One example of this is 4B5 polypeptides comprising one or more amino acid substitution in comparison with the prototype 4B5 sequence. Substitutions can range from changing or modifying one or more amino acid residues to complete redesign of a region, such as the V region. Amino acid substitutions, if present, are preferably conservative substitutions that do not deleteriously affect folding or functional properties of the peptide. Groups of functionally related amino acids within which conservative substitutions can be made are glycine/alanine; valine/isoleucine/leucine; asparagine/glutamine; aspartic acid/glutamic acid; serine/threonine/methionine; lysine/arginine; and phenylalanine/tryosine/tryptophan. Polypeptides of this invention can be in glycosylated or unglycosylated form, can be modified post-translationally (e.g., acetylation, and phosphorylation) or can be modified synthetically (e.g., the attachment of a labeling group). 4B5 polypeptide derivatives comprising both a 4B5 L chain and a 4B5 H chain can be formed as separate L and H chains and then assembled, or assembled in situ by an expression system for both chains. Such expression systems can be created by transfecting a suitable cell with a plasmid comprising separate transcribable regions for the L and H chain, or by co-transfecting the same cell with plasmids for each chain. In a third method, a suitable plasmid with a H chain encoding region is transfected into a H chain loss mutant.

H chain loss mutants can be obtained by treating approximately 2 x 10? 4B5 producing cells with fluorescein-labeled rabbit anti-mouse IgG (H chain specific, DAKO Corporation, Carpinteria, CA) according to the supplier's instructions. The stained and unstained cell populations are analyzed in a fluorescence-activated cell sorter. The unstained cells are collected in a sterilized tube and placed in 96-well plates with 1 cell/well by limiting dilution. The culture supematants are then assayed by ELISA using goat anti-mouse IgG (H chain specific) and goat anti-mouse kappa. The clones with kappa-positive and IgG-negative phenotype are subcloned at least 3 times to obtain stable 4B5("H) mutants. mRNA from putative H chain loss mutant 4B5("H) clones can be isolated and the sequence of the L chain V region cDNA determined. Reverse PCR of the mRNA for the 4B5 VH is performed with 2 sets of 5'- and 3'- primers, used for cloning of 4B5("H) cDNA (Example 7). A H chain loss mutant yields no detectable DNA band. Transfection of the cells proceeds with a suitable H chain plasmid.

Another 4B5 derivative encompassed by this invention is an antibody in which the 4B5 H or L chain has been modified to provide additional properties. For instance, a change in amino acid sequence can result in greater immunogenicity of the resultant polypeptide. The changes range from changing of one or more amino acids to the complete redesign of a region such as a 4B5 region domain. Changes contemplated affect complement fixation, interaction with membrane receptors, and other effector functions. Also encompassed by the invention are proteins in which various immunoglobulin domains have been placed in an order other than that which occurs in nature. The invention also encompasses single chain V region fragments ("scFv") of 4B5. Single chain V region fragments are made by linking L and/or H chain V regions by using a short linking peptide. Bird et al. (1988) Science 242:423-426. Any peptide having sufficient flexibility and length can be used as a linker in a scFv. Usually the linker is selected to have little to no immunogenicity. An example of a linking peptide is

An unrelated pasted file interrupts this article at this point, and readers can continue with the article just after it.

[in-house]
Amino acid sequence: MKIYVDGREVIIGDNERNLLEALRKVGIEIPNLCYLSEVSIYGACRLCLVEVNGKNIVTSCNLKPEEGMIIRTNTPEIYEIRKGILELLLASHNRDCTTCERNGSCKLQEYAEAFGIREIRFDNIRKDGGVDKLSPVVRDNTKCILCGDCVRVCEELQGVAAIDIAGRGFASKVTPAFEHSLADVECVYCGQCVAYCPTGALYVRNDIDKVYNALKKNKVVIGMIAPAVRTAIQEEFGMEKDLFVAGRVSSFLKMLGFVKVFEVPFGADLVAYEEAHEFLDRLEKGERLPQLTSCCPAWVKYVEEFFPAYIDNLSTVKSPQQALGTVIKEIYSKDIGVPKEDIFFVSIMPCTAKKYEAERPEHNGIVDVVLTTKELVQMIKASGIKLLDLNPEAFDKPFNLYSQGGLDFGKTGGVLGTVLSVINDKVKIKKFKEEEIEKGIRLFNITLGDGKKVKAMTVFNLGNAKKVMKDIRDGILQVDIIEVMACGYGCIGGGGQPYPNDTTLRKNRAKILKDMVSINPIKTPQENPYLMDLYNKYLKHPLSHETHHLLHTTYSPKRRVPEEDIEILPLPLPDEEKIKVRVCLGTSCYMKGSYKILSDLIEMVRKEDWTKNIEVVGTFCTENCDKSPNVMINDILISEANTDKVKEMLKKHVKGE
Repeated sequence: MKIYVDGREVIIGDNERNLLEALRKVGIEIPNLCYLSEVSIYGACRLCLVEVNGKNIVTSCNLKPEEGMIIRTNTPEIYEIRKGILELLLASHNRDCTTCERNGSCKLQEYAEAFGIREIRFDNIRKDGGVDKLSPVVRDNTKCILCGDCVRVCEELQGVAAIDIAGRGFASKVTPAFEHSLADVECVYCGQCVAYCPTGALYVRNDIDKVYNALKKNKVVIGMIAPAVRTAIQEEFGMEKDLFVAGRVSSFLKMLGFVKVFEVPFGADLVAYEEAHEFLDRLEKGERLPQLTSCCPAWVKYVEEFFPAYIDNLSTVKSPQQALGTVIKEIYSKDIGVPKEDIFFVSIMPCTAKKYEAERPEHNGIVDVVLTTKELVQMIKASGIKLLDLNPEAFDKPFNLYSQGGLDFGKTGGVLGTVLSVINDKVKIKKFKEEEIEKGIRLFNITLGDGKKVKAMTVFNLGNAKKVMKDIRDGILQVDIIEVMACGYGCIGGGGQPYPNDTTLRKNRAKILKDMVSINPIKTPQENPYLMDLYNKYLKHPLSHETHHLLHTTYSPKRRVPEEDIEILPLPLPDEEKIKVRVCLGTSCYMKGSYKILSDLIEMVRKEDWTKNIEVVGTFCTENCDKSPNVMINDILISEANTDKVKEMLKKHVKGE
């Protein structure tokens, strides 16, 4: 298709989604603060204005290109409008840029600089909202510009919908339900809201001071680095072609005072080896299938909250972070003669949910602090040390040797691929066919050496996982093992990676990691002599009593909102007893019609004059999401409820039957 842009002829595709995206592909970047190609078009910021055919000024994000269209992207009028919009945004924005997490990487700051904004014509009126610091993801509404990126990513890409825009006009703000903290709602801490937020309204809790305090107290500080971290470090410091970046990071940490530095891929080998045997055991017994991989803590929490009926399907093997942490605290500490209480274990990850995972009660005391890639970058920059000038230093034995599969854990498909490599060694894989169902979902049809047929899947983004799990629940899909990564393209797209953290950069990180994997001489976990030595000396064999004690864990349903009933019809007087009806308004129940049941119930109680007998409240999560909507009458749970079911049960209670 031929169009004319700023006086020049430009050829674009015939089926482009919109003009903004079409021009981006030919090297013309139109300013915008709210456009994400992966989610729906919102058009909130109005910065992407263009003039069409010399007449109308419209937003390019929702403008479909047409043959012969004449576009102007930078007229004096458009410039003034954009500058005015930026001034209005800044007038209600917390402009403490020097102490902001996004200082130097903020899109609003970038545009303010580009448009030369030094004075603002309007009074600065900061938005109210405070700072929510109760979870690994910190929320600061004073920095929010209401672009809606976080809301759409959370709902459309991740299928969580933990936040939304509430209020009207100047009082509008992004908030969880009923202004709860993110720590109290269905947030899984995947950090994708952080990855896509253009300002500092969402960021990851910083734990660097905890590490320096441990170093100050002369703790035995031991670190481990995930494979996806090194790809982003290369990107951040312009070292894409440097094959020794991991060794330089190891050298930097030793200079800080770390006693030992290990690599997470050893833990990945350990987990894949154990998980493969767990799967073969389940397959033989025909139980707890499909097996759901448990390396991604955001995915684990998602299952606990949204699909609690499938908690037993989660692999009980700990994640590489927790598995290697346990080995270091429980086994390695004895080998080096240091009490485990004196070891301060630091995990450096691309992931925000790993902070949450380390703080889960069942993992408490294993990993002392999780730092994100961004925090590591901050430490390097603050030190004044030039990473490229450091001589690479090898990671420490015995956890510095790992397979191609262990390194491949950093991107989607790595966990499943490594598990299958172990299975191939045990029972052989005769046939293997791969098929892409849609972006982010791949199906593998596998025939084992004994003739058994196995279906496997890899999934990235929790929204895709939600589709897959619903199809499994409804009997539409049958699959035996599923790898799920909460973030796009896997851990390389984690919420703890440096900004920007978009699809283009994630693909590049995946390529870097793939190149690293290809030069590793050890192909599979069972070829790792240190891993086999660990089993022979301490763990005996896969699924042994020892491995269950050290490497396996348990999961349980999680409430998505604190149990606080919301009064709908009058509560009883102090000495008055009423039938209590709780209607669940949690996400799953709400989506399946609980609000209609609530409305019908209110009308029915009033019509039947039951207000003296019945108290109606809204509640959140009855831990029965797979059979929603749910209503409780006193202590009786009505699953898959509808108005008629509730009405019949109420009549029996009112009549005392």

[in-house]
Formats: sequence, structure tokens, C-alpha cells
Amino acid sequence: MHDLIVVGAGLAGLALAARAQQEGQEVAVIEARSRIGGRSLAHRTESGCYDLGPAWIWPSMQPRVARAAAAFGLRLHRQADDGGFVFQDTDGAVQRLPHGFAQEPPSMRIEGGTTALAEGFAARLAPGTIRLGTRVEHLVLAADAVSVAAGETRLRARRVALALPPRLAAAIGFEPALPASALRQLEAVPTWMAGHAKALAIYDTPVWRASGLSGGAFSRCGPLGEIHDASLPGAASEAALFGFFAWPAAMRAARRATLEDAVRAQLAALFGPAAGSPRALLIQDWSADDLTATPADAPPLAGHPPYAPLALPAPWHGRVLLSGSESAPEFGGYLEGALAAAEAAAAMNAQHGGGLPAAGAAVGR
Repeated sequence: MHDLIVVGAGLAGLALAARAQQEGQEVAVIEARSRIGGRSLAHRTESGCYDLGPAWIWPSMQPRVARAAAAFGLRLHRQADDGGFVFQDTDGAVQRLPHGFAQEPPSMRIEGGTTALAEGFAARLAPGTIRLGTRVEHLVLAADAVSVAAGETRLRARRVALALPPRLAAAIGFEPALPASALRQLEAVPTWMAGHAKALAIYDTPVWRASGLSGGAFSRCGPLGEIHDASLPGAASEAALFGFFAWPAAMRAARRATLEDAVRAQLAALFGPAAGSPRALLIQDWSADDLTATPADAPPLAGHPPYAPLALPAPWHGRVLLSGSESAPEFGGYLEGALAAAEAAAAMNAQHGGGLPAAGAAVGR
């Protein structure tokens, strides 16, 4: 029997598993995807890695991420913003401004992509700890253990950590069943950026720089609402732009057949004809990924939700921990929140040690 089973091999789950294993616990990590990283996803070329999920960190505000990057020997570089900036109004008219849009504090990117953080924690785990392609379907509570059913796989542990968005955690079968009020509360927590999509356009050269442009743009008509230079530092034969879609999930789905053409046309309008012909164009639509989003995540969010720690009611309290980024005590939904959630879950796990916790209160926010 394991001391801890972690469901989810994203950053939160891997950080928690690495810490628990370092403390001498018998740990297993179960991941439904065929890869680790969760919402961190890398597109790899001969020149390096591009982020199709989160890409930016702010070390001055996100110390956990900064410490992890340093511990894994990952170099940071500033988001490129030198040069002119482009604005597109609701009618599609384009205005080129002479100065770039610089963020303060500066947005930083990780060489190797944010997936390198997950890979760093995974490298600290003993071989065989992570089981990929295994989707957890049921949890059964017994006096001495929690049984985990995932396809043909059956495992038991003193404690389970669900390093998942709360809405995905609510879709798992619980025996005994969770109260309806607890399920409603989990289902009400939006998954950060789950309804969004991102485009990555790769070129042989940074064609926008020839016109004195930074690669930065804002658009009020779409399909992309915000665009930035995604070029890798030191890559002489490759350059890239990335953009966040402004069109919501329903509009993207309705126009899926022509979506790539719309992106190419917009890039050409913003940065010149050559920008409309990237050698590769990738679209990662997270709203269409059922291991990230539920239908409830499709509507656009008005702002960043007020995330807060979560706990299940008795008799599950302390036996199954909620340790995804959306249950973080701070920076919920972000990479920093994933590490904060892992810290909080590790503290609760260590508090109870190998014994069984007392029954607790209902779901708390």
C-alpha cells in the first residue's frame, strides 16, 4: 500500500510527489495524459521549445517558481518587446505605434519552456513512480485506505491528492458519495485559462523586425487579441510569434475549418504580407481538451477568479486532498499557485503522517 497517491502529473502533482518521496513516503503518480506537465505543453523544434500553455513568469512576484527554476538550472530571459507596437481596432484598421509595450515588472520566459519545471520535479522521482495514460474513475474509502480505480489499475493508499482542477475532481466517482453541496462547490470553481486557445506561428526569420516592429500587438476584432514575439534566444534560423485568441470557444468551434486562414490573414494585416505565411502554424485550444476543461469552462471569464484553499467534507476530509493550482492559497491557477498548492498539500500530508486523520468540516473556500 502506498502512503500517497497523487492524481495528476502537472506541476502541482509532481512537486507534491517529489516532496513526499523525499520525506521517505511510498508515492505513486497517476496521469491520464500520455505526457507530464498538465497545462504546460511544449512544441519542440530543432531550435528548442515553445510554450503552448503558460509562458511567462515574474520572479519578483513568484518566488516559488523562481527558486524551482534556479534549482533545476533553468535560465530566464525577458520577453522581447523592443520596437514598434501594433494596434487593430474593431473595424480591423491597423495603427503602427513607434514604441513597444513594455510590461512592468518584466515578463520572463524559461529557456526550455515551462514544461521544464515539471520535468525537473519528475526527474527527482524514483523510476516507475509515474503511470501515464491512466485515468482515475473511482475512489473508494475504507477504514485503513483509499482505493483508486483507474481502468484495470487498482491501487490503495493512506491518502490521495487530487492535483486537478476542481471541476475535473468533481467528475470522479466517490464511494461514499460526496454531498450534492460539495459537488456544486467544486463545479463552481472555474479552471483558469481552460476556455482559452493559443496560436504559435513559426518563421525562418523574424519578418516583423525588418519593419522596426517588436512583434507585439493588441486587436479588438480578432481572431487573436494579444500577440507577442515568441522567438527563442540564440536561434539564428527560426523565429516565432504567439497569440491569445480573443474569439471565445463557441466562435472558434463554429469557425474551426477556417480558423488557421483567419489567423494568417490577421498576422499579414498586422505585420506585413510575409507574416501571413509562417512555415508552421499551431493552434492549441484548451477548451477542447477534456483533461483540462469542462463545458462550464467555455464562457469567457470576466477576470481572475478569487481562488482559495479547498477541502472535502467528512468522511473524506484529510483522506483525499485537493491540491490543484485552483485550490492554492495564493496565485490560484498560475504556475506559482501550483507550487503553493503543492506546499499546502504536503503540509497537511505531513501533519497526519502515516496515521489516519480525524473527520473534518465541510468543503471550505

(GGGGS)3, which bridges approximately 3.5 nm between the carboxy terminus of one V region and the amino terminus of another V region. Other linker sequences can also be used, and can provide additional functions, such as a means for attaching a drug or a solid support. All or any portion of the H or L chain can be used in any combination. Typically, the entire V regions are included in the scFv. For instance, the L chain V region can be linked to the H chain V region. Alternatively, a portion of the L chain V region can be linked to the H chain V region, or a portion thereof. Also contemplated are scFvs in which the H chain V region is from 4B5, and the L chain V region is from another immunoglobulin. It is also possible to construct a biphasic, scFv in which one component is a 4B5 polypeptide and another component is a different polypeptide, such as a T cell epitope.

The scFvs can be assembled in any order, for example, VH — (linker) — VL or VL — (linker) — VH. Tandem scFvs can also be made, such as (X) — (linker) — (X) — (linker) — (X), in which X are 4B5 polypeptides, or combinations of 4B5 polypeptides with other polypeptides. In another embodiment, single chain antibody polypeptides have no linker polypeptide, or just a short, inflexible linker. Exemplary configurations include VL — VH and VH — VL. The linkage is too short to permit interaction between VL and VH within the chain, and the chains form homodimers with a VL/VH antigen binding site at each end. Such molecules are referred to in the art as "diabodies". ScFvs can be produced either recombinantly or synthetically. For synthetic production of scFv, an automated synthesizer can be used. For recombinant production of scFv, a suitable plasmid containing a polynucleotide that encodes the scFv can be introduced into a suitable host cell, either eukaryotic, such as yeast, plant, insect or mammalian cells, or prokaryotic, such as E. coli, and the protein expressed by the polynucleotide can be isolated using standard protein purification techniques. A particularly useful system for the production of scFvs is plasmid pET-22b(+) (Novagen, Madison, WI) in E. coli. pET-22b(+) contains a nickel ion binding domain consisting of 6 sequential histidine residues, which allows the expressed protein to be purified on a suitable affinity resin. Another example of a suitable vector is pcDNA3 (Invitrogen, San Diego, CA), described above.